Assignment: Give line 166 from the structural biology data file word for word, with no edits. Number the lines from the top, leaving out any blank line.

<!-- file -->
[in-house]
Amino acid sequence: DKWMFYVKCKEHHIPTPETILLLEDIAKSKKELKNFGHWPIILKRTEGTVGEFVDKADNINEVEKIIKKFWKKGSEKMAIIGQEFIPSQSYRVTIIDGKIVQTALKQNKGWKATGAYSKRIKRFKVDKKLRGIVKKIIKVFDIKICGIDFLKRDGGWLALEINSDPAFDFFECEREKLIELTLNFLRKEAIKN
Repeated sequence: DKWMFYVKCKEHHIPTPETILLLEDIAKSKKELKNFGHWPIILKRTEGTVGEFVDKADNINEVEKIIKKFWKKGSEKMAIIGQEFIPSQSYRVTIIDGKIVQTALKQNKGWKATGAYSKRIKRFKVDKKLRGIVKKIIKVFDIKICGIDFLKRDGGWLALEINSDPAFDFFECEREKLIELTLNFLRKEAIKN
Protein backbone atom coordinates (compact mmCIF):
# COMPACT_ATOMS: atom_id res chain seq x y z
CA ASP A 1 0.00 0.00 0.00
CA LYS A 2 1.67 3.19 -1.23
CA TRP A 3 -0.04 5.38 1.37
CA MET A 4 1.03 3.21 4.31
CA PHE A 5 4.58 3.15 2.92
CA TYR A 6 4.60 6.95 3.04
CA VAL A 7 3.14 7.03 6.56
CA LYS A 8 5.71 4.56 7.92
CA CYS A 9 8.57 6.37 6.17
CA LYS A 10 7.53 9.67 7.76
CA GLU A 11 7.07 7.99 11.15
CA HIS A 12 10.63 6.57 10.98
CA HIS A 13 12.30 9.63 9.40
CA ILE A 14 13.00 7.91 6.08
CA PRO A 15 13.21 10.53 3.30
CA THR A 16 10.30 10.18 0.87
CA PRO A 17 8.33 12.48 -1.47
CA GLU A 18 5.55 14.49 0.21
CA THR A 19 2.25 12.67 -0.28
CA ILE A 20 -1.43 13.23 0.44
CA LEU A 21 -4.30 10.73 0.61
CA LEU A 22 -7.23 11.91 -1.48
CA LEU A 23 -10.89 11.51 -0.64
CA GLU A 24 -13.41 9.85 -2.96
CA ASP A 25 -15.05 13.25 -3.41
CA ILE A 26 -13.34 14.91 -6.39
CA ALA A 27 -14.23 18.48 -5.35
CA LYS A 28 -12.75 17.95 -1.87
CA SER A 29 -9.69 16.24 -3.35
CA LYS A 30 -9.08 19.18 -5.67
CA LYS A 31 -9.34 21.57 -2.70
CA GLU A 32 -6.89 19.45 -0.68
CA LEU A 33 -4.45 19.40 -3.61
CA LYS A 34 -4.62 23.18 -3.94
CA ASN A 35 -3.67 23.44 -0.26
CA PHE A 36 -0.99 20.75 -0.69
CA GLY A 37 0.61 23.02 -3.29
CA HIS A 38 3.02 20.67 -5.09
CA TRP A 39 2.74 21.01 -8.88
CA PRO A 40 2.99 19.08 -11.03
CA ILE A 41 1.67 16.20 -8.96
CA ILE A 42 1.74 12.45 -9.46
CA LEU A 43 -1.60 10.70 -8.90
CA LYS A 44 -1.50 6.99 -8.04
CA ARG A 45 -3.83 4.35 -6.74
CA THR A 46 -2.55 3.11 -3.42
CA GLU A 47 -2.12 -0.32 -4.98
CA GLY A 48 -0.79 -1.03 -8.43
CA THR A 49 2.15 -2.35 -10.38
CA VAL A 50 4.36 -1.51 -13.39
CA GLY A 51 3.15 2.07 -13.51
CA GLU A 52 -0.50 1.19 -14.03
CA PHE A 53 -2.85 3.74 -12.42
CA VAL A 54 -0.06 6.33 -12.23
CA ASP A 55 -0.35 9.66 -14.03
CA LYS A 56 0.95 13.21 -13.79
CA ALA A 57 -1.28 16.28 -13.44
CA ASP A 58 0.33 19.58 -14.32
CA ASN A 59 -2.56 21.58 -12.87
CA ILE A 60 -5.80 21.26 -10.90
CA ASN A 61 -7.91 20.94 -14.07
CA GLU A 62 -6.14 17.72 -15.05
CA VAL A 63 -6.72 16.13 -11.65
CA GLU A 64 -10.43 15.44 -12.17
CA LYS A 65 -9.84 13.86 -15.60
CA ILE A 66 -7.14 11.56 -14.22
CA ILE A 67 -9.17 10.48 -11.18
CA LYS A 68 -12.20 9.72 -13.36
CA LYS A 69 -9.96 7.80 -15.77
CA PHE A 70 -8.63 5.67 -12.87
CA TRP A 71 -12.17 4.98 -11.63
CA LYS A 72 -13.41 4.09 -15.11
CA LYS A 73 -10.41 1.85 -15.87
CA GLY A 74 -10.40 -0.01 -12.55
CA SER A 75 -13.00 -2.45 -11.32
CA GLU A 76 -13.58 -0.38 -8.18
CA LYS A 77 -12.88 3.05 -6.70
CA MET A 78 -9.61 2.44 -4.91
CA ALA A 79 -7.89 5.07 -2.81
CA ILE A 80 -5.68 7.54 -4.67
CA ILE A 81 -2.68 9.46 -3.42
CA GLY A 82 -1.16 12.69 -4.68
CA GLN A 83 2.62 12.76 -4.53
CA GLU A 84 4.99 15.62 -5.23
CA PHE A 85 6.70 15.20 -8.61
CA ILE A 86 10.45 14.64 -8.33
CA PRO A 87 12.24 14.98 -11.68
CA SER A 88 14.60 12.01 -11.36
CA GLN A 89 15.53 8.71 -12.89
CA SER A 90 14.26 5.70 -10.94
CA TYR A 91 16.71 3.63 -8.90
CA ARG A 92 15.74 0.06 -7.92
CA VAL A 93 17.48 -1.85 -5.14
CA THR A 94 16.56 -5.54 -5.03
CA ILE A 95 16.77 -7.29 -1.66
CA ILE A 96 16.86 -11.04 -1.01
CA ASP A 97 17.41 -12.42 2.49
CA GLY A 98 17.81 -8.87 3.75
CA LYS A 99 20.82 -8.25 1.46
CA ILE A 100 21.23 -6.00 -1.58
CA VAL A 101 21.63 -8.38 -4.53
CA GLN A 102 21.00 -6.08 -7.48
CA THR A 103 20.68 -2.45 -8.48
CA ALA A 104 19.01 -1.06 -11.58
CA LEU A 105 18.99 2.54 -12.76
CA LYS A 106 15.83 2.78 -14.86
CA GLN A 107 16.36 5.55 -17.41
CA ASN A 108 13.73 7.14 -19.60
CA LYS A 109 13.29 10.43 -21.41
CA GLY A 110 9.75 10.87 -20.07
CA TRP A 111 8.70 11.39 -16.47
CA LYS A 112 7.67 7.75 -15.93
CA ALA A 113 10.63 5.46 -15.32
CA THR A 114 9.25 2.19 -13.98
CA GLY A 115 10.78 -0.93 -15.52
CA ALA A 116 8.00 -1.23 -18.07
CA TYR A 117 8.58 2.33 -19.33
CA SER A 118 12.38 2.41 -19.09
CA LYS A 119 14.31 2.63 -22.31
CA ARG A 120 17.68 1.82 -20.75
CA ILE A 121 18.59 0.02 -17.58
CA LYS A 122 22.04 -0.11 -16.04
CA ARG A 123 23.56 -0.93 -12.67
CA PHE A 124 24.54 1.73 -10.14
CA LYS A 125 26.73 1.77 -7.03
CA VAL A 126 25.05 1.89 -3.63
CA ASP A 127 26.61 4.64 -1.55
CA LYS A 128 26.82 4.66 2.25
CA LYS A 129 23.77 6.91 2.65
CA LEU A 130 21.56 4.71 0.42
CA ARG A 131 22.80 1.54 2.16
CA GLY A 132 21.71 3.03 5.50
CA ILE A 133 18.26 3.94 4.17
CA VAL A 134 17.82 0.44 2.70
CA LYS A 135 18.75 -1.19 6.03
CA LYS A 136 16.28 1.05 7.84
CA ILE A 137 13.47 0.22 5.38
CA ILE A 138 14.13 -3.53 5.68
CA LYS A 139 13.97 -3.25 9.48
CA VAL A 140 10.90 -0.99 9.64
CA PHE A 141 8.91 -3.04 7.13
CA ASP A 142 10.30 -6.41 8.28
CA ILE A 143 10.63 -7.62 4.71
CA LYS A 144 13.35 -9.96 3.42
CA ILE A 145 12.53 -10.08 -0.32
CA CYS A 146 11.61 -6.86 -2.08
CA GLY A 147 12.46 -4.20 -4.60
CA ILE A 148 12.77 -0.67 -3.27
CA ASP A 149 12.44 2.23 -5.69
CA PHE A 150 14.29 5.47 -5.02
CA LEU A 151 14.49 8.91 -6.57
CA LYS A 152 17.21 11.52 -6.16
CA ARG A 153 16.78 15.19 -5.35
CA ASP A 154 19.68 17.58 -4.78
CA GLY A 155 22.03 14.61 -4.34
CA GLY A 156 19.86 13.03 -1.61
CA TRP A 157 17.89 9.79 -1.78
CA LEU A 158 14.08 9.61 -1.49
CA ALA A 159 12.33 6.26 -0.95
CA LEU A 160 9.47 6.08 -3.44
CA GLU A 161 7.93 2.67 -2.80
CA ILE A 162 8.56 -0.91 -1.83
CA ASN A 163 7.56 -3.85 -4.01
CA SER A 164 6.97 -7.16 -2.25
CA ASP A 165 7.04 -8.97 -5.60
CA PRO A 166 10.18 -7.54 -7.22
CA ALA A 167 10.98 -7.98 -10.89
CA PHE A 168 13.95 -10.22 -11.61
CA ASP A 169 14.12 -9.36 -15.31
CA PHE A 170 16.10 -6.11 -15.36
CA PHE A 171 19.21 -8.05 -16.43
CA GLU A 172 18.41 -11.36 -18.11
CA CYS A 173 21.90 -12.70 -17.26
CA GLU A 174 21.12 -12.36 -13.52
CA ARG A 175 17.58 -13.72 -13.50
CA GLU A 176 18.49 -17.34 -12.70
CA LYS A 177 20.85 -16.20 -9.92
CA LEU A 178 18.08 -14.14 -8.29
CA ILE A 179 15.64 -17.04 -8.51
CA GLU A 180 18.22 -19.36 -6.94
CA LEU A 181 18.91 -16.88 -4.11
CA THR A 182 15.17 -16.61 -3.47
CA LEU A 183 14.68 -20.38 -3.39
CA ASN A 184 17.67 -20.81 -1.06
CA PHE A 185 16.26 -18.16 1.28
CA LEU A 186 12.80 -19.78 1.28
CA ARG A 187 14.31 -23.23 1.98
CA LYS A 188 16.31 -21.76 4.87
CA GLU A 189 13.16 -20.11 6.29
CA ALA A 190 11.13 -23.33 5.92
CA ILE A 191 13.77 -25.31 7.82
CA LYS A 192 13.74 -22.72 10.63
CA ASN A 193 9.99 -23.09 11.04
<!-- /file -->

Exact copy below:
CA GLU A 161 7.93 2.67 -2.80